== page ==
The World: Insider's View - Netherlands

Advertisers scanning the Dutch autumn TV schedules will find a glut of reality shows - too many with tired-looking formats, Michiel Veugelers says.

Even before the big TV stations in The Netherlands present their programmes for the new season starting in September, we can already see some trends.

Talking to production companies and TV stations about some highlights of the new schedules, for non-spot opportunities for our clients, we know that there are going to be even more reality shows than ever before.

Next to the big talent shows such as Idols and Holland's Got Talent, and all sorts of other talent spin-offs, as well as the neverending range of reality soaps about everybody who is a bit famous over here, we see three trends in reality TV land.

The first one is Holland's "next top whatever". After four seasons of Holland's Next Top Model and the Dutch version of Project Runway, it seems all other professions will get their 15 minutes of fame.

Now stylists, hotel and bar managers, house builders and cooks will have their turn along with designers, models and bodybuilders.

Second, there will be a lot of copies of popular programmes about Dutch people who settle in a foreign country and try to rebuild their lives there. People who try, among other things, to set up a bed and breakfast establishment or renovate a hotel.

So Italy, France and other pleasant and sunny countries be warned: the Dutch are coming. How many communication and language problems, disappointments, red wine and sun on TV can you handle as a TV viewer in a rainy country?

The third trend is Big Brother to the max and beyond limits. Last season, there was a much talked-about reality show on Dutch TV produced by John de Mol, who brought Big Brother to the world.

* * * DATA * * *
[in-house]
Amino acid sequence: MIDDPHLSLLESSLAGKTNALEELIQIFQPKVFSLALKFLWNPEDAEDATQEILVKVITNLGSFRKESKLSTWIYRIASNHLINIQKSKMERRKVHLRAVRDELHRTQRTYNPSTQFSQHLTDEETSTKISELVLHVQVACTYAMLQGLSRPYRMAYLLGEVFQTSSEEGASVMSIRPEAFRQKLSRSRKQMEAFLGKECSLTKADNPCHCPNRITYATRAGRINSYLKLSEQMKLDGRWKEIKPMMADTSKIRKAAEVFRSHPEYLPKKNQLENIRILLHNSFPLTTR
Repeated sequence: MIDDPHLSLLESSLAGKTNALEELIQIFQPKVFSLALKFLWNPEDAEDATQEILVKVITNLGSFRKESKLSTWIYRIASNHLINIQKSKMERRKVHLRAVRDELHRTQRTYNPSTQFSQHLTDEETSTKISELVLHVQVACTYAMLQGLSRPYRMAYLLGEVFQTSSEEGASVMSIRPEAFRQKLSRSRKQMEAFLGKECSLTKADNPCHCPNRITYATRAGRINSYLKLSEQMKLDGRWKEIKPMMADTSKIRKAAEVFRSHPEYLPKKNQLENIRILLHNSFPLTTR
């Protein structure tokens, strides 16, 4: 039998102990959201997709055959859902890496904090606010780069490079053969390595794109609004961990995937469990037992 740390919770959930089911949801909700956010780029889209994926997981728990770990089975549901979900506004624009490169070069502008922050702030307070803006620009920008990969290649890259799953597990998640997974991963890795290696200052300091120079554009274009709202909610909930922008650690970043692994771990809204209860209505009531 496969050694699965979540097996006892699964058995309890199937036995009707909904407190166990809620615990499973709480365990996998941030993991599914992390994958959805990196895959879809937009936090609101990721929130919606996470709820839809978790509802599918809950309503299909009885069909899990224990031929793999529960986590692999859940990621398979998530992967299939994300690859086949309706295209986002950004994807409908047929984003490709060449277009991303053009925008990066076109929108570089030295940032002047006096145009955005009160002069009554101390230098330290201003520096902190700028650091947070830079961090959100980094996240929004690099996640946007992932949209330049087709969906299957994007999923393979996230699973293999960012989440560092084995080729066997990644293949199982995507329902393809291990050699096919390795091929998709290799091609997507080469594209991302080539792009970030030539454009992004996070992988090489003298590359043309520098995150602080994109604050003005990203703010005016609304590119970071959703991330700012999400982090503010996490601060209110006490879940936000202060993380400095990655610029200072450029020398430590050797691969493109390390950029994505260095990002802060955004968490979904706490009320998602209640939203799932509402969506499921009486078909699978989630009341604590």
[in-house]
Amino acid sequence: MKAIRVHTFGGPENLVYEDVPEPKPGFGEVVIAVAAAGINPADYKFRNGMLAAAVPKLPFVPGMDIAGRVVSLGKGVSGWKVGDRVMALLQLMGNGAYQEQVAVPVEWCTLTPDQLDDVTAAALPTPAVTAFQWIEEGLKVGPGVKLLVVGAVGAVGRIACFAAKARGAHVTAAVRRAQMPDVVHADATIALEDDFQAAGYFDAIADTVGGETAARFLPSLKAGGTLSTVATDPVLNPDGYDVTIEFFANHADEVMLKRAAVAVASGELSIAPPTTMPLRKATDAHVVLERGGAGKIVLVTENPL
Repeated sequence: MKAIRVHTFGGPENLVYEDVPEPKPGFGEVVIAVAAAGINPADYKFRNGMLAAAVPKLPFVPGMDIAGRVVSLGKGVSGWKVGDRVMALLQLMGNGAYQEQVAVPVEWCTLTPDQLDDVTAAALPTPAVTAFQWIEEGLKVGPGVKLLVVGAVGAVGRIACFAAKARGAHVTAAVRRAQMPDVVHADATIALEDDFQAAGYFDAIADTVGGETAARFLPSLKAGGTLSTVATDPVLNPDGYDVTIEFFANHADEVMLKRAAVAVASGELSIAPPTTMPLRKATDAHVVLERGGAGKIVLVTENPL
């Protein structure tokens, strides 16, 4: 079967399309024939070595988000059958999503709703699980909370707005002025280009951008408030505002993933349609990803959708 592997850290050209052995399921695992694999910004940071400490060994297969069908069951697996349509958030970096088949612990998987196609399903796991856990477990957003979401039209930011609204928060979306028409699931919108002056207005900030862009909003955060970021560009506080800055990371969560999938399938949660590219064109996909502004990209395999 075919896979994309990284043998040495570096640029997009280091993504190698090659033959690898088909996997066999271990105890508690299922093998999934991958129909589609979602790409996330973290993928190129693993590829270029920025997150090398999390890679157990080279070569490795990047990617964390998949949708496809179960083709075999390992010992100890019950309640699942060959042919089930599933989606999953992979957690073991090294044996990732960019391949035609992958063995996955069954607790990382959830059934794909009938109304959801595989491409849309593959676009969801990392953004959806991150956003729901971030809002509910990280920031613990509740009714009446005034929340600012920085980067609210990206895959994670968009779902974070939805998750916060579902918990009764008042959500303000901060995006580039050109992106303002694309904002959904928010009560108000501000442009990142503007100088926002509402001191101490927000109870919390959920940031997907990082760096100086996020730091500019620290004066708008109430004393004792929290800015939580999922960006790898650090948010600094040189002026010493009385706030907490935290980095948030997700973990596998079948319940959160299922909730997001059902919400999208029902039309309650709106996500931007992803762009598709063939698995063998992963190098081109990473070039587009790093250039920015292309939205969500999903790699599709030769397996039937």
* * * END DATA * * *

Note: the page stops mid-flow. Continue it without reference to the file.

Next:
In the show, The Golden Cage, people live like millionaires but can't leave their luxurious villa. The person who stays in the house the longest wins the villa and enough money to never work again.

The Dutch press dubbed it "the bully show", because contestants could win by bullying the competition out of the house.

And there was a lot of bullying going on, as well as a lot of swearing, sex and harassment. One contestant, nicknamed Terror Jaap, covered himself in his own puke.

Not surprisingly, some advertisers didn't want to be associated with the show and politicians claimed it had crossed all boundaries of taste.

The show was cancelled before anyone could win the villa, with the victor receiving EUR1 million. Since the ratings were good, though, a new season is being planned.

Discussions are also taking place with last season's contestants about formats for them to star in. Don't expect these shows to be very classy.

So, there's a lot of reality TV on its way, but not a lot of original and refreshing ideas to accompany it.

- Michiel Veugelers is the creative strategist at Universal Media in The Netherlands.

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